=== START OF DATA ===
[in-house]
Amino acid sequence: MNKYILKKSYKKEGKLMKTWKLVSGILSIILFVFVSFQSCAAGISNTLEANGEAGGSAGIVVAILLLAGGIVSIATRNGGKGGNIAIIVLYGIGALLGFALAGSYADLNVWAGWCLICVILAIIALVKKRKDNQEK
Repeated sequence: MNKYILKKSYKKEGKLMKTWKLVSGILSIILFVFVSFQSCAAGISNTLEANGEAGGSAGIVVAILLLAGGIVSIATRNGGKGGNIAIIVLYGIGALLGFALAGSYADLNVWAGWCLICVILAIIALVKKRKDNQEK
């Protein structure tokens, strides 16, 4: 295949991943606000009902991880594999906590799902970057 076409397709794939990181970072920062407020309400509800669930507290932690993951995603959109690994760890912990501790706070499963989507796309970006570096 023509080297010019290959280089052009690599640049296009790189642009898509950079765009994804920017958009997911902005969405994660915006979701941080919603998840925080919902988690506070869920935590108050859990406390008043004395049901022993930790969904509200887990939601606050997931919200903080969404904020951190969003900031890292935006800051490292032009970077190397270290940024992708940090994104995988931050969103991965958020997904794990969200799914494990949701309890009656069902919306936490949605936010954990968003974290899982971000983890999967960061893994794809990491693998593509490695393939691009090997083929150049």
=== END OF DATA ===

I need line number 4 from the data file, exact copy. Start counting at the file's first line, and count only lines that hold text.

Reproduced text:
């Protein structure tokens, strides 16, 4: 295949991943606000009902991880594999906590799902970057 076409397709794939990181970072920062407020309400509800669930507290932690993951995603959109690994760890912990501790706070499963989507796309970006570096 023509080297010019290959280089052009690599640049296009790189642009898509950079765009994804920017958009997911902005969405994660915006979701941080919603998840925080919902988690506070869920935590108050859990406390008043004395049901022993930790969904509200887990939601606050997931919200903080969404904020951190969003900031890292935006800051490292032009970077190397270290940024992708940090994104995988931050969103991965958020997904794990969200799914494990949701309890009656069902919306936490949605936010954990968003974290899982971000983890999967960061893994794809990491693998593509490695393939691009090997083929150049």